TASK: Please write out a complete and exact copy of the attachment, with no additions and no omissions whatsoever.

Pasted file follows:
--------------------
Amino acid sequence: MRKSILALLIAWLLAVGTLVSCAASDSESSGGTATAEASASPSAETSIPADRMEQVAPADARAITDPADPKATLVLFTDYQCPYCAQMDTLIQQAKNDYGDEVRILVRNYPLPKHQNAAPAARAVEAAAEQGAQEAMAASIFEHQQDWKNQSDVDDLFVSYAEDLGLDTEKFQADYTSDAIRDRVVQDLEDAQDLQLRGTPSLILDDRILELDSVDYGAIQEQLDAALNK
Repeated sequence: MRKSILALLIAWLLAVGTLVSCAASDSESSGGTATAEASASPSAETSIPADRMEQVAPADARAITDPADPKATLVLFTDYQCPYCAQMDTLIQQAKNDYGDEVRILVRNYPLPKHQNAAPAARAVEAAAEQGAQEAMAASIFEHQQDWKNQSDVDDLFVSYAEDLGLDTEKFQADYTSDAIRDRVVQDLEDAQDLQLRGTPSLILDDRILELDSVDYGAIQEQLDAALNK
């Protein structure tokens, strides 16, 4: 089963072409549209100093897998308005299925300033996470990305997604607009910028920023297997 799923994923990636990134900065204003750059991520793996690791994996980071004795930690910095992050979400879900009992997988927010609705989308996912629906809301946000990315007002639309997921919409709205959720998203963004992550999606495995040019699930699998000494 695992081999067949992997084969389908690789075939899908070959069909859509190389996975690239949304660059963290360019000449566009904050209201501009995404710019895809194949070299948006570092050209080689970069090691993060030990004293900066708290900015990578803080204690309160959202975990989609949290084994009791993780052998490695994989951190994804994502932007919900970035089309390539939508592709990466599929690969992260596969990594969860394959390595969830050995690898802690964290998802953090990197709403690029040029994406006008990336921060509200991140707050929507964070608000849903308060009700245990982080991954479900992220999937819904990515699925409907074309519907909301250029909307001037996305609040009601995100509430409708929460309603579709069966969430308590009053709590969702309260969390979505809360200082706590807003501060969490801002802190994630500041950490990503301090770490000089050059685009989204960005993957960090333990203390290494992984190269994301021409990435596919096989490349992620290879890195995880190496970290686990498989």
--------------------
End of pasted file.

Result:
Amino acid sequence: MRKSILALLIAWLLAVGTLVSCAASDSESSGGTATAEASASPSAETSIPADRMEQVAPADARAITDPADPKATLVLFTDYQCPYCAQMDTLIQQAKNDYGDEVRILVRNYPLPKHQNAAPAARAVEAAAEQGAQEAMAASIFEHQQDWKNQSDVDDLFVSYAEDLGLDTEKFQADYTSDAIRDRVVQDLEDAQDLQLRGTPSLILDDRILELDSVDYGAIQEQLDAALNK
Repeated sequence: MRKSILALLIAWLLAVGTLVSCAASDSESSGGTATAEASASPSAETSIPADRMEQVAPADARAITDPADPKATLVLFTDYQCPYCAQMDTLIQQAKNDYGDEVRILVRNYPLPKHQNAAPAARAVEAAAEQGAQEAMAASIFEHQQDWKNQSDVDDLFVSYAEDLGLDTEKFQADYTSDAIRDRVVQDLEDAQDLQLRGTPSLILDDRILELDSVDYGAIQEQLDAALNK
């Protein structure tokens, strides 16, 4: 089963072409549209100093897998308005299925300033996470990305997604607009910028920023297997 799923994923990636990134900065204003750059991520793996690791994996980071004795930690910095992050979400879900009992997988927010609705989308996912629906809301946000990315007002639309997921919409709205959720998203963004992550999606495995040019699930699998000494 695992081999067949992997084969389908690789075939899908070959069909859509190389996975690239949304660059963290360019000449566009904050209201501009995404710019895809194949070299948006570092050209080689970069090691993060030990004293900066708290900015990578803080204690309160959202975990989609949290084994009791993780052998490695994989951190994804994502932007919900970035089309390539939508592709990466599929690969992260596969990594969860394959390595969830050995690898802690964290998802953090990197709403690029040029994406006008990336921060509200991140707050929507964070608000849903308060009700245990982080991954479900992220999937819904990515699925409907074309519907909301250029909307001037996305609040009601995100509430409708929460309603579709069966969430308590009053709590969702309260969390979505809360200082706590807003501060969490801002802190994630500041950490990503301090770490000089050059685009989204960005993957960090333990203390290494992984190269994301021409990435596919096989490349992620290879890195995880190496970290686990498989």